22nd Amendment

Timeline created by mirandabenton
In History
  • George Washington becomes President

    George Washington becomes President
    George Washington started out as an American Revolution War hero which led him to serving the first two terms of the United States President. He spent a majority of his first term setting up the government and defining the roles of the president. After the first term, Washington was unanimously elected again as president. This term he focused more on keeping the new nation together because of the political parties beginning to emerge, fearing that the country would split apart.
  • George Washington Steps Down

    George Washington Steps Down
    President George Washington had been serving for two terms already and citizens were planning on a third term by popular vote. However, Washington declined the presidency and read his farewell address. In his speech, he believed that no president should run for more than two terms. This created an unwritten tradition for American presidents from then forward.
  • Ulysses S. Grant

    Ulysses S. Grant
    After Washington's farewell speech, in 1880 three years after he was president, Ulysses S. Grant decided to try to run for president for his third term. The attempt failed, Grant didn't even win his party's nomination losing to James A Garfield. In the end, Ulysses S. Grant was still the first person to ever attempt to run for a third term.
  • Theodore Roosevelt Runs For Term #3

    Theodore Roosevelt Runs For Term #3
    After 3 years of not being president and traveling the world, Teddy Roosevelt decided to run for a third term like Grant. He ran for his own political party called the "bull moose" and was unsuccessful. Although he was unsuccessful, only receiving 88 electoral votes, he still was the first person to be in the finals running for President.
  • Franklin Delano Roosevelt Presidency

    Franklin Delano Roosevelt Presidency
    President FDR led the country for eight years during the Great Depression. World War ll was around the corner and wasn't looking the best, so FDR decided to run for a third term. FDR was officially the first president to be president for three terms.
  • Upset over FDR's Fourth Term

    Upset over FDR's Fourth Term
    After winning his third term as President Franklin Delano Roosevelt really upset the Republicans. While FDR was President, America went through two of its toughest times as a country: the Great Depression and helping the Allies defeat Germany in WWII. Although FDR received lots of positivity from the citizens, he sadly died during his fourth term of presidency.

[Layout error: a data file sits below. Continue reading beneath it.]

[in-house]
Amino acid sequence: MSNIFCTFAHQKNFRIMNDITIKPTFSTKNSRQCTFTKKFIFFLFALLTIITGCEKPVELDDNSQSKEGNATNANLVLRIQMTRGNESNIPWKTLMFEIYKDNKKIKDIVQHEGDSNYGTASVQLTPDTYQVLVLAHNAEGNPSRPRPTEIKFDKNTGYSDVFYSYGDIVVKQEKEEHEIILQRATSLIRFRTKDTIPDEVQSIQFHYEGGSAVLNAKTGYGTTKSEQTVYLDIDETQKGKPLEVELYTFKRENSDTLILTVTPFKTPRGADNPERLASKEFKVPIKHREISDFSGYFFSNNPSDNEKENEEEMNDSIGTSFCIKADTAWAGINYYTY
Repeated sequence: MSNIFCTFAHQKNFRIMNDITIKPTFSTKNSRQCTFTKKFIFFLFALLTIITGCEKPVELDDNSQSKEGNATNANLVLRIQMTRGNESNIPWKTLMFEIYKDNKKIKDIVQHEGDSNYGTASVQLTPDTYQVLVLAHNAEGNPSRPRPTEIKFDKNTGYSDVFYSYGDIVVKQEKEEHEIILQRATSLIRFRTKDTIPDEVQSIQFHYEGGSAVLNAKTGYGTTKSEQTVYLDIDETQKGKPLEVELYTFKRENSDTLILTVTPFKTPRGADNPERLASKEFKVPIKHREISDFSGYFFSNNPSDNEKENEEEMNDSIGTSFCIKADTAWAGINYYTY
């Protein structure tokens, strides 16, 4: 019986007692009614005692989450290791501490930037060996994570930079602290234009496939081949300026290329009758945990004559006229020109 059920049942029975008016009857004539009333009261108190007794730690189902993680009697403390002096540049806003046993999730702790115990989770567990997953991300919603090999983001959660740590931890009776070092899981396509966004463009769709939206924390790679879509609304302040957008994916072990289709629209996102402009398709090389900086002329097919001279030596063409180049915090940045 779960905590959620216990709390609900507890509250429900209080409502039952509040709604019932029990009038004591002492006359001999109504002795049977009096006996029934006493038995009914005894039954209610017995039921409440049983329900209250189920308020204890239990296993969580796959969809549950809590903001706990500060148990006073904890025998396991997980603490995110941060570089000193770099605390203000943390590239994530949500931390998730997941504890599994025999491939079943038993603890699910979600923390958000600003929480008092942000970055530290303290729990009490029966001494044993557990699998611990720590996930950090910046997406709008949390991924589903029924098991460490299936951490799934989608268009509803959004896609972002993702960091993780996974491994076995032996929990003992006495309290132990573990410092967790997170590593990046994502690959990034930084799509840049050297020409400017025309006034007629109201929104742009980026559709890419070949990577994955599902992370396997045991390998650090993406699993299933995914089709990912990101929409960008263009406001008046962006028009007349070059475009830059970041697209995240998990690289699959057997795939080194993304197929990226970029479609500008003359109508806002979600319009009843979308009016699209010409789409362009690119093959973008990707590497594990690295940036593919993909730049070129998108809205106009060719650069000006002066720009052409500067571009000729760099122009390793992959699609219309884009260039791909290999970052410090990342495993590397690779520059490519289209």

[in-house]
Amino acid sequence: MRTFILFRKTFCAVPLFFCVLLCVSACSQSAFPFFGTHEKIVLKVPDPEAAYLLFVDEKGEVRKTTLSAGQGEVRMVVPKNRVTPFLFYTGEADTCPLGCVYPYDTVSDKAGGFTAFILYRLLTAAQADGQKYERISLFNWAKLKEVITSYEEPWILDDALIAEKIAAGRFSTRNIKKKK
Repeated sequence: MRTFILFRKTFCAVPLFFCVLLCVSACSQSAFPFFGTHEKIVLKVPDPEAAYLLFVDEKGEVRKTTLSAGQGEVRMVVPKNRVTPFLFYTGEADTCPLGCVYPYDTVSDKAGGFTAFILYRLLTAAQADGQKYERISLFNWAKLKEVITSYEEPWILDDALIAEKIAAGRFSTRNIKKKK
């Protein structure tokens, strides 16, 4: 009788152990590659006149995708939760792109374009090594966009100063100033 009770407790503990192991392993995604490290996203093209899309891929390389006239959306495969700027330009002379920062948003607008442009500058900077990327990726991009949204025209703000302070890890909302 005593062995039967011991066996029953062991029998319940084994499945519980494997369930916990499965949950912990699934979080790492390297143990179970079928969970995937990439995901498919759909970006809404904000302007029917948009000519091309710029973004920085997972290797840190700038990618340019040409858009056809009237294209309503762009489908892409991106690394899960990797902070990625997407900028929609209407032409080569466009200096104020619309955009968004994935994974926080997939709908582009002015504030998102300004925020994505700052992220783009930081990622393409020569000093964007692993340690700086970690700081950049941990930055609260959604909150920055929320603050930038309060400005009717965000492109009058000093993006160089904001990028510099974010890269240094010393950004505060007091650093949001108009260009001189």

• The Proposal of the 22nd Amendment

    The Proposal of the 22nd Amendment
    After FDR's fourth term election there was major talk about having a 22nd amendment which would only allow a president to serve two terms. The basis of this idea was that it would protect the democracy and save the U.S. from becoming a monarchy. The Republican dominate congress passed the Amendment on March 21, 1947 and sent it to the states to be ratified.
  • 22nd Amendment Ratified

    22nd Amendment Ratified
    From the time the 22nd amendment was proposed it took nearly four years for the amendment to be ratified. At the time 3/4 of all states needed to ratify the amendment. 18 states ratified it in the first few months after the amendment was proposed. It took almost three more years for 18 more states to ratify the amendment. It only took 36 states to ratify the amendment because Alaska and Hawaii were not states yet.
  • Third Term try for Lyndon B. Johnson

    Third Term try for Lyndon B. Johnson
    Lyndon B. Johnson was the Vice president of Kennedy, after Kennedy was assassinated. Johnson was sworn into office on November 22, 1963 and was later elected as president for his own campaign in 1964. Since Johnson only serve a few months as president after Kennedy's death he could be re-elected again in 1968 but decided not to.
  • Reagan Tries to Repeal Amendment

    Reagan Tries to Repeal Amendment
    Ronald Reagan was the first president to push to repeal the 22nd amendment. He said it limited the power of the presidency. He claimed that eight years was not enough for one president to get anything good done for the country. He mentioned repealing the amendment multiple times, but no action was ever taken and the 22nd Amendment remains in place to this day.